This post has been contributed by Prof Jill Marshall, Module Convenor for Jurisprudence and legal theory.
In mid-November, the BBC and other news media reported the decision of the Oxford Dictionaries to name ‘post-truth’ as the word of the year.
What is ‘post-truth’? This is an adjective defined as ‘relating to or denoting circumstances in which objective facts are less influential in shaping public opinion than appeals to emotion and personal belief.’
Oxford Dictionaries saw a sharp rise in the frequency of the word’s use this year in the context of the European Union referendum in the United Kingdom and the presidential election in the USA. In both of these, we saw the rise of incorrect information and untruths, false reports and fictional accounts portrayed as ‘true’. At the same time, many politicians appeared to discredit experts who were seeking to use concrete facts based on real accurate information. Use of the word ‘post-truth’ has thus increased by a reported 2,000% (source: The Guardian and The Oxford Dictionaries).
We are living in changing times. This has been a momentous year. Some historians have made comparisons to 1914, others to the late 1920s in Europe. The New Statesman recently published an article saying that ‘democracy depends on division…[but] also…on unity: a shared commitment to basic norms and principles, and a vision of the common good.’ A variety of news reports point to deep political divisions in many societies. The elections mentioned show close results in terms of percentage points but often deeply divided positions between the ‘winners’ and ‘losers’. The New Statesman says that one of the themes of the new times we are living in is a crisis of liberalism.
This issue raises interesting ideas for the Jurisprudence module: for example in relation to feminism, Marxism, natural law and its notions of the common good, as well as Ronald Dworkin’s work on equality, integrity and making the law the best it can be.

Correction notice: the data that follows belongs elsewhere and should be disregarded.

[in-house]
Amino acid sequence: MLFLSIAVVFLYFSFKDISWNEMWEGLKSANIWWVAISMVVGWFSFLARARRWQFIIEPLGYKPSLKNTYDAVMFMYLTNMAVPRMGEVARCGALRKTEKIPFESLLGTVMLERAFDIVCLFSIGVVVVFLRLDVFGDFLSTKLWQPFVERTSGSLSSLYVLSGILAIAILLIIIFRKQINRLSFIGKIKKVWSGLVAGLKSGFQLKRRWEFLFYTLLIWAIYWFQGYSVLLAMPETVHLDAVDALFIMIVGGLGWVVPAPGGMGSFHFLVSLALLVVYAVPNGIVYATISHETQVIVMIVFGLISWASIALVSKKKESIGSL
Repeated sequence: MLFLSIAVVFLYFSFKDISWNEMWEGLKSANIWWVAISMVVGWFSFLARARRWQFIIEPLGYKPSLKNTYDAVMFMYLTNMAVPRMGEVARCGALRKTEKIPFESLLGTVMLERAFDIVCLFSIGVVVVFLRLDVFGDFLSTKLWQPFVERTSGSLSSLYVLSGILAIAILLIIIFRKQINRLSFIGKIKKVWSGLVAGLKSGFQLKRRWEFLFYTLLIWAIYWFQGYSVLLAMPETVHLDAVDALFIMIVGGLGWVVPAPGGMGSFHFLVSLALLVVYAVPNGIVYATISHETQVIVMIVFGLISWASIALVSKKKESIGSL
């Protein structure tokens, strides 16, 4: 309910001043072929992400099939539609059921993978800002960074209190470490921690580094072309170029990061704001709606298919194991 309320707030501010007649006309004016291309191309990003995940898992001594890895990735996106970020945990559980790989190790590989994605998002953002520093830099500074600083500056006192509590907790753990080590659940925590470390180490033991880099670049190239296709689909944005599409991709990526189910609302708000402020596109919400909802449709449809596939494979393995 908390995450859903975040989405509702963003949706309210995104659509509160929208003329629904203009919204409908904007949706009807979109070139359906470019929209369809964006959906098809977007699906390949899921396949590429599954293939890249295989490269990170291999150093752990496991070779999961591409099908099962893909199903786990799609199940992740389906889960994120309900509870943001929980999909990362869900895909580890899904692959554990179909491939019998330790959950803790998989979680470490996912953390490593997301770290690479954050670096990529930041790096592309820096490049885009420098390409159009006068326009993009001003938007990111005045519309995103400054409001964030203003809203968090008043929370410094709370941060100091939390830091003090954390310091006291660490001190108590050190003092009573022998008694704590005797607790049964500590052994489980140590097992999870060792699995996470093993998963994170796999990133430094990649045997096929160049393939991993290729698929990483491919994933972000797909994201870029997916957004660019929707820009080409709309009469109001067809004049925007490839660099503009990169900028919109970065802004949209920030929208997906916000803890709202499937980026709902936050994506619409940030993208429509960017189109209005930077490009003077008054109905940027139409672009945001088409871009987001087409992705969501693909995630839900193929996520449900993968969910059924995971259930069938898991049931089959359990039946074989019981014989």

Throughout the study of the subject, we need to question and critique views that are presented. We need to think about the nature of law, its purpose, including what the subject matter of law ought to be and its political and social context.
But mention of ‘post-truth’ particularly brings to my mind liberalism and law.
Law, and the legal system, is generally viewed as seeking to bring some notion of justice as impartiality, objectivity and fairness, with all people equal before the law. The liberal democratic state provides a backbone to enable that system of the rule of law to function. At the same time, it enables each of us – who are all considered to be of equal moral worth – to live our own lives, each different from the other, depending on our idea of the good life.
HLA Hart, in his debate with Patrick Devlin in the 1960s, followed John Stuart Mill’s harm principle:
‘The only purpose for which power may rightfully be exercised over any member of a civilised community against his will is to prevent harm to others.’
On this view, private morality is not usually the law’s business. It has generally been accepted that the twin ideals of liberty and equality have been the hallmark of the last 500 years. Are these now currently under threat if we are living in a period of ‘post-truth’ politics?